This summer was the first summer in perhaps 10 years that I put a garden in. It wasn’t an ambitious plot by any stretch — just a few tomato, eggplant, bean, and pepper plants; a handful of radishes; a few herbs; and one ridiculously productive grape tomato plant.
This St. Nicholas grape tomato plant produced pint after pint of the most delicious grape tomatoes I’ve ever eaten. Thin-skinned and sweet, the tomatoes grew in generous clusters that seemed to ripen on cue, every other day. Even now, at the end of the growing season, my hale St. Nicholas still has a few forlorn yellow blossoms clinging stubbornly to it.
But such a tremendous volume of these little gems turned out to be an embarrassment of riches. There are just so many grape tomatoes you can eat on a salad every day, and my attempts to give them away were unsuccessful. (Apparently, none of my friends like tomatoes.) My parents and in-laws were growing their own. Even our poor guinea pig was growing tired of the single-source vitamin C booster.
I tried roasting the little tomatoes, but they fell apart into a soupy mess with a somewhat disconcerting texture. And then I hit on the idea of turning the oven down and drying the tomatoes instead of roasting them. Success!
Drying the tomatoes instead of roasting them works something like culinary magic. Grape tomatoes are good. Grape tomatoes seasoned with olive oil, salt and pepper, and slowly oven-dried along with thick slices of fresh garlic are transformed. They become crispy, tangy-salty-sweet little morsels that are every bit as addictive as potato chips. I have been known to consume a good portion of the batch as it cools on the baking sheet, fresh from the oven.
Try them plain as a snack, toss a few into a salad or a pasta dish, or use them in anything that you’d use sun-dried tomatoes in.
Oven-Dried Grape or Cherry Tomatoes
- 1 pint grape or cherry tomatoes*
- 3 cloves fresh garlic, sliced about 1/8" thick
- Olive oil for drizzling
- 1 teaspoon coarse salt (kosher salt works well)
- Freshly ground black pepper
- Preheat oven to 225 degrees F. Line a baking sheet with aluminum foil and spray with nonstick cooking spray.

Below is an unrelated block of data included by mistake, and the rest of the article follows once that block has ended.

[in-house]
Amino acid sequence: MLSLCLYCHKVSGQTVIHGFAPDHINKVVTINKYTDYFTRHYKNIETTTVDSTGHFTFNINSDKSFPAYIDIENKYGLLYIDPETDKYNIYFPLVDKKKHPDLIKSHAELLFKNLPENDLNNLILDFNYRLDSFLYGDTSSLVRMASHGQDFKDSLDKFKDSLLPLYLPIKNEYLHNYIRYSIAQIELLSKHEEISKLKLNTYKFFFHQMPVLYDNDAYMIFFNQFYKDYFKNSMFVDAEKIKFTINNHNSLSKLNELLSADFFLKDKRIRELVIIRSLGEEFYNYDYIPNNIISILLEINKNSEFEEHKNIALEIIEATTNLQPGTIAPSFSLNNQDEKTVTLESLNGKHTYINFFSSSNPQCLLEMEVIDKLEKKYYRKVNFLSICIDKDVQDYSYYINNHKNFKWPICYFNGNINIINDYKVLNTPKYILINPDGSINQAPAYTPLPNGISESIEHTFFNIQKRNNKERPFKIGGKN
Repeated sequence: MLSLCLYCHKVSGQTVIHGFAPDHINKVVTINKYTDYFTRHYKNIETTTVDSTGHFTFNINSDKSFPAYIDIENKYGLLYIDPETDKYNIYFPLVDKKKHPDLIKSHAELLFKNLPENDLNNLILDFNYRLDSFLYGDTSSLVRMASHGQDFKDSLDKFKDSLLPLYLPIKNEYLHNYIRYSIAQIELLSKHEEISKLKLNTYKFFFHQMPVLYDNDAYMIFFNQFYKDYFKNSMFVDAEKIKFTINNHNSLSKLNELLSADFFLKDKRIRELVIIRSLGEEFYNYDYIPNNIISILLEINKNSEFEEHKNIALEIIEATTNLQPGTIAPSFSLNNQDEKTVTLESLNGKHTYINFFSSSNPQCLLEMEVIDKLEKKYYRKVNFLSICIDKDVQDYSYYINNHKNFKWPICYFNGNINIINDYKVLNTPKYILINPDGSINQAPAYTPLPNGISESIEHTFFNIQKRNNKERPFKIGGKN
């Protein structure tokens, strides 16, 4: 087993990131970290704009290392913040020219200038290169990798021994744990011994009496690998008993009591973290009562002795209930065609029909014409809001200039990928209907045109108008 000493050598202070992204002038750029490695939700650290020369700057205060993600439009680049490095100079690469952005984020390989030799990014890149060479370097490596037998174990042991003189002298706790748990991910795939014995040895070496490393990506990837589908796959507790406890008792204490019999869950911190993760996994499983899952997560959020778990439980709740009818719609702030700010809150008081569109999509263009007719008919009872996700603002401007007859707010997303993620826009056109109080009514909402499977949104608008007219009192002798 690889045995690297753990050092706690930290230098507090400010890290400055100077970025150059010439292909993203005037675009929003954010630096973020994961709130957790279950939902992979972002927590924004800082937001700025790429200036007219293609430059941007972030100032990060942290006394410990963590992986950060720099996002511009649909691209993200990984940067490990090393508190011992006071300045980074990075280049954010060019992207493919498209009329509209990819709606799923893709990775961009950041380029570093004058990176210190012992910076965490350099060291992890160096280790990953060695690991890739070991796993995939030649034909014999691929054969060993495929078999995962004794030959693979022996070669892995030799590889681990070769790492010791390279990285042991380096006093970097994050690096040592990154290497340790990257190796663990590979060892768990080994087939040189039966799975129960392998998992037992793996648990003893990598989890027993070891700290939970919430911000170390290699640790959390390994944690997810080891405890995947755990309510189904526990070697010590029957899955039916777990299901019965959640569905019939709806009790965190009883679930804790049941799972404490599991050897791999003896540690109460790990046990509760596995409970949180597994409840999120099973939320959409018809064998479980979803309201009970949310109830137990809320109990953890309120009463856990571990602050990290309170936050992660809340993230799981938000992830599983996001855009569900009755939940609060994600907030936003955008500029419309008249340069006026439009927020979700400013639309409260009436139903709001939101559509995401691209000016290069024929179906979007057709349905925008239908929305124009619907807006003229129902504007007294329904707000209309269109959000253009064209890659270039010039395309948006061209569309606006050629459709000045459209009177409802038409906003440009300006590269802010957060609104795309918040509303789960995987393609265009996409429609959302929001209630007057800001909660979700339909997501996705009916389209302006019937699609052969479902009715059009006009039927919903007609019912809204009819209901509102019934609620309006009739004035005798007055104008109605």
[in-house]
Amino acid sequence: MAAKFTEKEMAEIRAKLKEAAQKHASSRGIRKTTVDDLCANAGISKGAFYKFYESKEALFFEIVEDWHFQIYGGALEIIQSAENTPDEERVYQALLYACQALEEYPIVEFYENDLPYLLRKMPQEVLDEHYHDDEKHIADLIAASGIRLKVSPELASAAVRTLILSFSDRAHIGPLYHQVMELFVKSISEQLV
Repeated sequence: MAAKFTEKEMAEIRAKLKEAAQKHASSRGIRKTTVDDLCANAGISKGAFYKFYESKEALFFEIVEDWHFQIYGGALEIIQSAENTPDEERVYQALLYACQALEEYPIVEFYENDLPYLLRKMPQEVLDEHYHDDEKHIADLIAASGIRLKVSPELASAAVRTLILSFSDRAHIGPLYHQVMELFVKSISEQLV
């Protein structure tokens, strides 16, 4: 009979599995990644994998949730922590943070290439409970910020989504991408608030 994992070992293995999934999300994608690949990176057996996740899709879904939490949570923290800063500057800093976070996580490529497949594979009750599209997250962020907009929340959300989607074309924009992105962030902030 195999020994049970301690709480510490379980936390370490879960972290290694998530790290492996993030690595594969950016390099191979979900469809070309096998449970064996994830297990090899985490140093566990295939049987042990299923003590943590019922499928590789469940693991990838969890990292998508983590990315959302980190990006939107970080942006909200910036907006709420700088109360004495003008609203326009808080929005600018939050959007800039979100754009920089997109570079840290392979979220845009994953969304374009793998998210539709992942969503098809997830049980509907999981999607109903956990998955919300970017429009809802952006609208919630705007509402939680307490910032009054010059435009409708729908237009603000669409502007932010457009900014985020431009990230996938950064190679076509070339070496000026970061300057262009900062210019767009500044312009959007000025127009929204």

- Wash and spin-dry tomatoes. Pick over and remove any that are blemished or moldy.
Cut tomatoes in half and place in a nonreactive mixing bowl; add garlic slices. Drizzle tomatoes and garlic with olive oil. Sprinkle with salt and pepper to taste. Toss to coat.
- Pour tomatoes out onto baking sheet and arrange in a single layer. Place sheet in oven and cook at 225 degrees F for about 2 hours. Turn tomatoes with a spatula and return to oven. Check again in about 1 hour; return to oven if tomatoes are not dry. Tomatoes are done when they are dry and crispy. The bigger and thicker tomatoes in the bunch should still be tender and pliable; none should be charred. Store these in the refrigerator in a tightly sealed container and used within 2 to 3 days.
*Feel free to scale this recipe to accommodate your tomato booty.
- You can use store-bought grape or cherry tomatoes for this recipe too. The next time your purchased pint of grape tomatoes starts getting a bit wrinkly, don't throw it out ~ oven-dry those tomatoes! Buy two pints when they go on sale and dry them!
- Because these tomatoes aren't "hard dried," that is, they aren't completely free from moisture, I store them in the refrigerator to prevent them from getting moldy. They will soften a bit, but the flavor will still be excellent. Use them exactly as you would sun-dried tomatoes. Try chopping them and adding them to a vinaigrette for a tossed green salad!
- My kids love these. They make a great snack, as they have a taste and texture like snack chips but they're good-for-you tomatoes. From personal experience, I can tell you, if you're making these to use in a recipe, make extra for snacking (or hide them from your kids).
- If your grape tomatoes are of varying sizes and they're drying at different rates, you can remove the crispy ones as they're finished and return the baking sheet with the remainder of the tomatoes to the oven to finish drying. Check on them every half hour or so.
This is an update of an earlier post ~ you can see the original here.